The Warlpiri Education and Training Trust (WETT) has been designing and funding programs to support education and training priorities for Warlpiri, an Indigenous language and cultural group of the Tanami Desert in the Northern Territory, since 2005.
In 2021 the Institute, WETT and the Central Land Council (CLC), successfully completed a two-year co-design process that resulted in WETT approving and funding its first comprehensive Tracking and Learning Plan. The plan enables WETT to keep track of its governance and five major programs that underscore Warlpiri people, Warlpiri values and Warlpiri ways of knowing and making assessments. The plan was developed by Indigenous and non-Indigenous collaborators, including Institute staff Danielle Campbell and Marlkirdi Rose who facilitated three WETT workshops, and supported a community research trial in Yuendumu, a remote community 300 kms North-West of Alice Springs.
In May 2021 Institute staff worked with WETT members, CLC staff and Warlpiri community members to design and trial Warlpiri-led data collection and analysis processes. WETT reflected that this was a strong way of working that saw Warlpiri community members employed to do their own research, monitoring and evaluation for the first time. The Institute is currently supporting the implementation of the WETT Tracking and Learning Plan in 2022.
Developing a monitoring and evaluation framework for the Northern Territory Government's Remote Engagement and Coordination Strategy
The Institute has been engaged by the Northern Institute at Charles Darwin University to help develop a monitoring and evaluation framework for the Northern Territory Government (NTG) Remote Engagement and Coordination Strategy (RECS). The RECS aims to improve outcomes for Indigenous communities by improving government service coordination and regional and remote engagement with Indigenous people. The Institute drew on existing Northern Institute research and consultation with NTG government staff to draw out differences between NTG staff and remote Indigenous community in regard to expectations of RECS and indicators of positive change. This informed an action research project which has enabled each group to separately collect, analyse and use data to assess existing engagement and coordination practice and identify how it can be improved. This project is being led by Institute Co-Director Linda Kelly and supported by Senior Research Fellow Danielle Campbell.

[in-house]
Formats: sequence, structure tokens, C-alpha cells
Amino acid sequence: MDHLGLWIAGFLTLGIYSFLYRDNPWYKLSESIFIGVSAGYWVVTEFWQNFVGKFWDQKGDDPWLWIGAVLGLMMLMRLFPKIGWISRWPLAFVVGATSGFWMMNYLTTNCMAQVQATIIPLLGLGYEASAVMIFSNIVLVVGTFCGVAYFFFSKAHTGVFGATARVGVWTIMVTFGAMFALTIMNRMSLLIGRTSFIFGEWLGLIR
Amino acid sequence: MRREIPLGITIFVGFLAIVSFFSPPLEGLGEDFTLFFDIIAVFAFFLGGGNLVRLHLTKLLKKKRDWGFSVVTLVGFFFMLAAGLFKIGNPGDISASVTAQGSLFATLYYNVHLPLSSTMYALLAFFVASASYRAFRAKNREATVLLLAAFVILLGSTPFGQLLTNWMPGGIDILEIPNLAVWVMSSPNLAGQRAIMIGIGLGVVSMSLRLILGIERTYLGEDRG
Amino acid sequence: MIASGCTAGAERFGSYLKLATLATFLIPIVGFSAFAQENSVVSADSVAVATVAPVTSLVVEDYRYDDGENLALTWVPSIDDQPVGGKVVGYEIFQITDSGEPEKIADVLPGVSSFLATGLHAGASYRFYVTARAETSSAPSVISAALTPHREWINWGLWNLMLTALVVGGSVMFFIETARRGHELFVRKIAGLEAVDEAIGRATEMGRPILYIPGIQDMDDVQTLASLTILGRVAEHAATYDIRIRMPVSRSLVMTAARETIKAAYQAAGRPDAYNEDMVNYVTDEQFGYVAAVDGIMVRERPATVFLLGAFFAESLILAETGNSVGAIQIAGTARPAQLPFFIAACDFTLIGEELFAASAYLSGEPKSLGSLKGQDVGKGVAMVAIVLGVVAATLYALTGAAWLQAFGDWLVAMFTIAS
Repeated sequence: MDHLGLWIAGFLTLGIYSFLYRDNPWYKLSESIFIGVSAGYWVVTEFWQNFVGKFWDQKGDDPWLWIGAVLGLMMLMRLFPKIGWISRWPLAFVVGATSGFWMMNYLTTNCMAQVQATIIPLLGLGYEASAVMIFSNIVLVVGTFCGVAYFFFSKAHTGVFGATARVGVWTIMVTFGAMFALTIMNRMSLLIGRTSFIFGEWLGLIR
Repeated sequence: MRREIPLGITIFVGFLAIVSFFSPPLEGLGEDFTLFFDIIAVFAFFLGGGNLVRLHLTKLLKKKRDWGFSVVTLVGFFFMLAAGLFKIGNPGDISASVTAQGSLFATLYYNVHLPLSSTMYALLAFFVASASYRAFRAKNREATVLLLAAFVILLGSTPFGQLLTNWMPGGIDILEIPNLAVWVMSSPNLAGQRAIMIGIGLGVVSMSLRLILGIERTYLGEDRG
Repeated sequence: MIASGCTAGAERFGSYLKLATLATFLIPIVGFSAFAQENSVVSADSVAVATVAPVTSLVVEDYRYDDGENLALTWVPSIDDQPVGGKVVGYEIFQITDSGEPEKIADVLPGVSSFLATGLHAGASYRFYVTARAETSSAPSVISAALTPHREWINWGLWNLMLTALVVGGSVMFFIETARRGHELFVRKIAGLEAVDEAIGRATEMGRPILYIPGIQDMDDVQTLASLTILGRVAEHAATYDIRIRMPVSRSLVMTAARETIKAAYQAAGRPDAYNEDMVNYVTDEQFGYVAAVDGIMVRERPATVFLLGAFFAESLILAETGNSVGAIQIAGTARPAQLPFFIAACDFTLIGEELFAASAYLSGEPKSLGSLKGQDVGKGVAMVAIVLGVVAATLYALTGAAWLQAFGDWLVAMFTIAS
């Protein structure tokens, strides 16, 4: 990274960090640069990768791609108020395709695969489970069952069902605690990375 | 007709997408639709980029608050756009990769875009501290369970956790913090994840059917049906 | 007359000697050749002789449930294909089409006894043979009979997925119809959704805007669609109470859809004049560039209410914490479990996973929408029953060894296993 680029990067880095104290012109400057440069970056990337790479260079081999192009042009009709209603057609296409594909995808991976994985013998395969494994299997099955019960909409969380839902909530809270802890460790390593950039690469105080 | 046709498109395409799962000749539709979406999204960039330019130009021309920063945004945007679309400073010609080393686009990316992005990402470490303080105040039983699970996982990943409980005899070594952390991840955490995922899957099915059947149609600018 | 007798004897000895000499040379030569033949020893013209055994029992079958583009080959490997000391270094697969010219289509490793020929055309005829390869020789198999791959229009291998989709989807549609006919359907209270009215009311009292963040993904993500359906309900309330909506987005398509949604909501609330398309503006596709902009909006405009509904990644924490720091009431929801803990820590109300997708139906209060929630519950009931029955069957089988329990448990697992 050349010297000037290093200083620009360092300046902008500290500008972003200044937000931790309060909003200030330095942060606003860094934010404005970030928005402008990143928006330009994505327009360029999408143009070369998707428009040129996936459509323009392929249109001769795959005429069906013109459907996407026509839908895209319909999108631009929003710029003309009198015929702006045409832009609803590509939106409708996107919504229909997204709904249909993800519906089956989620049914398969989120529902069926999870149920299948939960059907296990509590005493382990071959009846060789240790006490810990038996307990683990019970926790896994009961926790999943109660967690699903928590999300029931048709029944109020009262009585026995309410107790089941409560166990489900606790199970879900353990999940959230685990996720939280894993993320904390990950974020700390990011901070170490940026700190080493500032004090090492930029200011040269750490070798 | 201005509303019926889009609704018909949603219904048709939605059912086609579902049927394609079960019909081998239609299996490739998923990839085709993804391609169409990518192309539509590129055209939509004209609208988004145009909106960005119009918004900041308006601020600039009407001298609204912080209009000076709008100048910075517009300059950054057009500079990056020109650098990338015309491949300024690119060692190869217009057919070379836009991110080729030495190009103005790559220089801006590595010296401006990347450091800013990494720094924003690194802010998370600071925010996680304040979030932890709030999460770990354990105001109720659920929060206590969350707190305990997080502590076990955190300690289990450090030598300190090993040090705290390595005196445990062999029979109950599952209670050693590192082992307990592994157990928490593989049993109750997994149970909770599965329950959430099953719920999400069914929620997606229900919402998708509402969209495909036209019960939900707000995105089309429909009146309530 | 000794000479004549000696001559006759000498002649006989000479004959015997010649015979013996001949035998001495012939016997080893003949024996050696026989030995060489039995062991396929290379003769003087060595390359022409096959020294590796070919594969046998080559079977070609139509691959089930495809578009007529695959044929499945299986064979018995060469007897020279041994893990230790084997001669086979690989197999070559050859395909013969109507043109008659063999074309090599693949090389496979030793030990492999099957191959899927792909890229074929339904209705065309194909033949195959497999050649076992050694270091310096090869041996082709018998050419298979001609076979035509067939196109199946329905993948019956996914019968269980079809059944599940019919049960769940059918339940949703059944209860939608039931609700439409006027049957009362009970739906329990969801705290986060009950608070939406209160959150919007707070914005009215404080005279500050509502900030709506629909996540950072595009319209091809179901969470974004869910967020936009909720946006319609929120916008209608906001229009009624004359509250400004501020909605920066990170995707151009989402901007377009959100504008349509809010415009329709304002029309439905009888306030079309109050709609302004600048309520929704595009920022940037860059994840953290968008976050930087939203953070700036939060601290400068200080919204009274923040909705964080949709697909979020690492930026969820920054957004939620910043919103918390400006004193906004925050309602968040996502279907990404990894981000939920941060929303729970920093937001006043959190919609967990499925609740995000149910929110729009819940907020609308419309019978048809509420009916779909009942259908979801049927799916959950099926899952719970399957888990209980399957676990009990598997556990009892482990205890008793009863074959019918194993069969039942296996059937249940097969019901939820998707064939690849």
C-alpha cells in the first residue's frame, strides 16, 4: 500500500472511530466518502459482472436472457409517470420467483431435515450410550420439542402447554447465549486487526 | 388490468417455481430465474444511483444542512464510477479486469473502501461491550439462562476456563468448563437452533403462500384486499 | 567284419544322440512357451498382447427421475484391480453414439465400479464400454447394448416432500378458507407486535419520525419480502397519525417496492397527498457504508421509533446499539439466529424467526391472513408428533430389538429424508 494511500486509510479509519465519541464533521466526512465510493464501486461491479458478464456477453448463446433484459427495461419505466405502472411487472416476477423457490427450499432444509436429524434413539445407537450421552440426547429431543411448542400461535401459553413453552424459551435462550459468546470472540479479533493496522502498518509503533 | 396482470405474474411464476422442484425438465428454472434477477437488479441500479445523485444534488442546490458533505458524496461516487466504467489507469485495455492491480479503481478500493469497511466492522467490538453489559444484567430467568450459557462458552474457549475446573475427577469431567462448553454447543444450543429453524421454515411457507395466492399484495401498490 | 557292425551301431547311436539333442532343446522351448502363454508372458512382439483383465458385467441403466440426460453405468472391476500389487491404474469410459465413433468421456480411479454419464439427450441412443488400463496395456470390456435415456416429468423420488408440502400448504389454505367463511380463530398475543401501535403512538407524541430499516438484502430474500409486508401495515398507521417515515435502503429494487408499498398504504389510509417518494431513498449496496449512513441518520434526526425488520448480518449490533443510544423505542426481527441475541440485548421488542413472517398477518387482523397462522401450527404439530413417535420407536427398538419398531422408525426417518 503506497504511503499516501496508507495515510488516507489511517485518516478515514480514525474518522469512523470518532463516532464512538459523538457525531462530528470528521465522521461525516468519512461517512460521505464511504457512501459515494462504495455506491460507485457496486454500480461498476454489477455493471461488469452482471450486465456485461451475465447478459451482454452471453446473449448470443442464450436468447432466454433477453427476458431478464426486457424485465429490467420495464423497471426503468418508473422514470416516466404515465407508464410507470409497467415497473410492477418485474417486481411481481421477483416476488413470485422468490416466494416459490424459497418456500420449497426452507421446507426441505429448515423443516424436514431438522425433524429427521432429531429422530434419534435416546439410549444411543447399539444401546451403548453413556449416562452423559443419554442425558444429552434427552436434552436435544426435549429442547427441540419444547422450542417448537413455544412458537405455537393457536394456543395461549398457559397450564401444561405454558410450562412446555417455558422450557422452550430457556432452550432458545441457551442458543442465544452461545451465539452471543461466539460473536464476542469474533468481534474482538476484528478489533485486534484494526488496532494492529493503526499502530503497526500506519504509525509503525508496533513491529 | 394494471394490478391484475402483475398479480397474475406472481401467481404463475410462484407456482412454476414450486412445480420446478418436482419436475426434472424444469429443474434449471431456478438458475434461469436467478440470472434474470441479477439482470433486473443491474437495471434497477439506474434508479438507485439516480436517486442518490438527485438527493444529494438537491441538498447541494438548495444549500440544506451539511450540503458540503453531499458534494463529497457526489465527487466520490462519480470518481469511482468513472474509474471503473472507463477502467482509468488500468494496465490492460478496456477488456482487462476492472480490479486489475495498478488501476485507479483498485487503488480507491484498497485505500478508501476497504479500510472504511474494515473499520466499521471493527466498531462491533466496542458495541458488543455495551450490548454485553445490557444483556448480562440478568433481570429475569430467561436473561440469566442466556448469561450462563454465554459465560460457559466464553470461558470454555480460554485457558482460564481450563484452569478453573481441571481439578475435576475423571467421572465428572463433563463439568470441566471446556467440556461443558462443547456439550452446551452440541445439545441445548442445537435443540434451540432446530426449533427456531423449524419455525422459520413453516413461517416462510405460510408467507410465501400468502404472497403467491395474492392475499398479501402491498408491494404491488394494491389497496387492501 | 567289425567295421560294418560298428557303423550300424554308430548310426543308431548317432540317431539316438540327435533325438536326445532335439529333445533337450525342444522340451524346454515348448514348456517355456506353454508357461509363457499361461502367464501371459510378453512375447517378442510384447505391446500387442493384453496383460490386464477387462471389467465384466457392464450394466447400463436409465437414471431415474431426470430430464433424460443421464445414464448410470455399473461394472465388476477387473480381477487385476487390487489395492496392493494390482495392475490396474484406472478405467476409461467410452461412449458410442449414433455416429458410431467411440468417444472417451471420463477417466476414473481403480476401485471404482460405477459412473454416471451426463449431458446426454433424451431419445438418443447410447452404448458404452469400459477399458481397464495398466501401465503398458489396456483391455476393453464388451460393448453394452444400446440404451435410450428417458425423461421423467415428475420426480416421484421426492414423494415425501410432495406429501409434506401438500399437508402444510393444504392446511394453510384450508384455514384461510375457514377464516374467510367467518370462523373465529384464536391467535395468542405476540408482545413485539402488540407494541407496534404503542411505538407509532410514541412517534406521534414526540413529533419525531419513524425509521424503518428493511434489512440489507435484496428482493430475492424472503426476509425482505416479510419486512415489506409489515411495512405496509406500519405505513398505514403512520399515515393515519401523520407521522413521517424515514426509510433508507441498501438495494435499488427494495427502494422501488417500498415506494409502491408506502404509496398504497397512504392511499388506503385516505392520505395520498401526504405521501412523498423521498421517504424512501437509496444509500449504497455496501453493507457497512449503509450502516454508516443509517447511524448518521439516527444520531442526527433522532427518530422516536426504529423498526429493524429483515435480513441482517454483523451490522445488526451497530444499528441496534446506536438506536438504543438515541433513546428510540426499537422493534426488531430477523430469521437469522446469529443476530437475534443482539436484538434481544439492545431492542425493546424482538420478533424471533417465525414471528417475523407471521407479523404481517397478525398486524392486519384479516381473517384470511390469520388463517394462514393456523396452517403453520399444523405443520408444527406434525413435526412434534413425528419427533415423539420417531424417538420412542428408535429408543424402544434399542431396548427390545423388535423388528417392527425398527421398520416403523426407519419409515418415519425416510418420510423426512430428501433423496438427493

Developing Aboriginal-led approaches to monitoring and evaluation with the Northern Land Council
The Northern Land Council (NLC) Community Planning and Development Program has been running for six years. Institute Co-Director Linda Kelly has been collaborating with the NLC on trialing and refining three approaches to monitoring and evaluating Indigenous-led community development initiatives. These include regular project monitoring and feedback from Indigenous participants and NLC staff, and Indigenous and non-Indigenous researchers from Charles Darwin University (CDU). The research explored community perspectives on community development aspirations and outcomes using a ‘Ground Up’ approach and assessing the program’s impact on community wellbeing in one location using an adapted version of the Australian National University’s Mayi Kuwayu Survey. The work has generated interesting and important insights, particularly around the Indigenous Ground Up research approach and the adapted community well-being survey, which were co-presented with CDU researchers at the national Australian Institute of Aboriginal and Torres Strait Islander Studies (AITSIS) conferences and in a journal article co-authored with the NLC which has since won the Australasian Evaluation Society 2022 Publication Award. Alongside this work the Institute produced the third annual report on the Community Planning and Development Program based on findings from all three approaches.
Evaluating the Aboriginal Governance and Management Program in the Northern Territory